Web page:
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[roil] /rɔɪl/
verb (used with object)
to render (water, wine, etc.) turbid by stirring up sediment.
to disturb or disquiet; irritate; vex:
to be roiled by a delay.
verb (used without object)
to move or proceed turbulently.
Origin of roil
1580-90; origin uncertain
Related forms
unroiled, adjective
Can be confused
roil, royal.
2. annoy, fret, ruffle, exasperate, provoke, rile. Unabridged
Based on the Random House Dictionary, © Random House, Inc. 2015.
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Examples from the web for roil
  • In summer the roads roil with bicycles and mopeds and minicars and joggers and walkers.
  • The merger wave is continuing to roil key industries.
  • The announcement is sure to roil an already bubbling controversy over the value of that screening.
  • Internal temperature differences would not have been great enough to roil its liquid outer core and drive the magnetic dynamo.
  • The accusations are the latest of many to roil the church.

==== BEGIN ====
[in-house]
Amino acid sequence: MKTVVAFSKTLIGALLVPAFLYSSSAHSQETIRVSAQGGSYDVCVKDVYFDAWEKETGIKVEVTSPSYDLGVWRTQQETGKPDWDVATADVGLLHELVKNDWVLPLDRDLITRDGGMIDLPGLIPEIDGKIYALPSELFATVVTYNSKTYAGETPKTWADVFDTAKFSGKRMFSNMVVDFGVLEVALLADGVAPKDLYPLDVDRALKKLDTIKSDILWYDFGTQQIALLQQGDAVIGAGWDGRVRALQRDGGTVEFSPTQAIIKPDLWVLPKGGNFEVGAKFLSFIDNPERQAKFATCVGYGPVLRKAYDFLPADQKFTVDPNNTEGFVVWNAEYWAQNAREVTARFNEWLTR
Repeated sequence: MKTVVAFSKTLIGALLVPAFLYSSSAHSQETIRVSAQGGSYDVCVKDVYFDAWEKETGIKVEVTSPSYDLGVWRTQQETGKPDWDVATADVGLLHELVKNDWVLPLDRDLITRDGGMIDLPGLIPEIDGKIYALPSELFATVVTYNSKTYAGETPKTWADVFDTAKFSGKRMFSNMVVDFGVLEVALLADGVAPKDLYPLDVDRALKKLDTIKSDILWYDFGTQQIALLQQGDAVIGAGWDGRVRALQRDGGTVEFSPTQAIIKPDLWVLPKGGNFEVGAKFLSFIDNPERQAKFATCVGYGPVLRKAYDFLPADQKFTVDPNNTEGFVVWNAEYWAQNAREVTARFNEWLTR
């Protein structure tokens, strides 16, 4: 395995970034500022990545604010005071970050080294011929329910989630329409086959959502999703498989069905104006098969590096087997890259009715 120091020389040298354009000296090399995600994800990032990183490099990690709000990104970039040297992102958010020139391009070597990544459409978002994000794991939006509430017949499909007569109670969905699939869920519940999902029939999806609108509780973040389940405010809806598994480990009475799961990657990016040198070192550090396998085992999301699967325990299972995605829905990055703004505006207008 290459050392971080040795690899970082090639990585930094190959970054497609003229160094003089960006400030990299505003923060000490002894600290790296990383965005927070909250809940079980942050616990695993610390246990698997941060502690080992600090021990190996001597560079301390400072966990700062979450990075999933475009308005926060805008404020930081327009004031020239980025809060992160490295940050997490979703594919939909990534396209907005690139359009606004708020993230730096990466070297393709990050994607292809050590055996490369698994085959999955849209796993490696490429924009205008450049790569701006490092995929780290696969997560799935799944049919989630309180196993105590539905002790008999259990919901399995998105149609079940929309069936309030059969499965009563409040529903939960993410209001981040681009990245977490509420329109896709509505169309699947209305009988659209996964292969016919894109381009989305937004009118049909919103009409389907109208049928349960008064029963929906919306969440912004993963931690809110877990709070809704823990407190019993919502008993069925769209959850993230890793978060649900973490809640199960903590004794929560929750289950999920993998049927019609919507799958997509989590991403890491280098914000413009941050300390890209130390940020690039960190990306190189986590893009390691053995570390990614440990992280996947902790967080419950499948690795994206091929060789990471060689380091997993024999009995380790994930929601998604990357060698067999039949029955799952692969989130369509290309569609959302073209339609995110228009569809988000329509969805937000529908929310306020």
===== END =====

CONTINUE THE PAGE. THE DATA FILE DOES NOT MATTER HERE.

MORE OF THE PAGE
• Neither gathering, however, provided much to roil the normally tranquil weekend news cycle.
  • The discordant moralism of indulging wealthy tyrant's daughters continues to roil the culture industry.
  • There was shelter here from the heavy winds that continued to roil the sound outside.
  • Additionally, winds and all sorts of extra-oceanic inputs can roil the surface.
  • Not only did that roil the market further-it caused a particular problem for hedge funds.
British Dictionary definitions for roil


(transitive) to make (a liquid) cloudy or turbid by stirring up dregs or sediment
(intransitive) (esp of a liquid) to be agitated or disturbed
(intransitive) (dialect) to be noisy or boisterous
(transitive) another word (now rare) for rile (sense 1)
Word Origin
C16: of unknown origin; compare rile
Collins English Dictionary - Complete & Unabridged 2012 Digital Edition
© William Collins Sons & Co. Ltd. 1979, 1986 © HarperCollins
Publishers 1998, 2000, 2003, 2005, 2006, 2007, 2009, 2012
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Word Origin and History for roil

1580s, of uncertain origin, probably from Middle French rouiller "to rust, make muddy," from Old French roil "mud, muck, rust" (12c.), from Vulgar Latin *robicula, from Latin robigo "rust" (see robust). An earlier borrowing of the French verb is Middle English roil "to roam or rove about" (early 14c.). Related: Roiled; roiling.

Online Etymology Dictionary, © 2010 Douglas Harper
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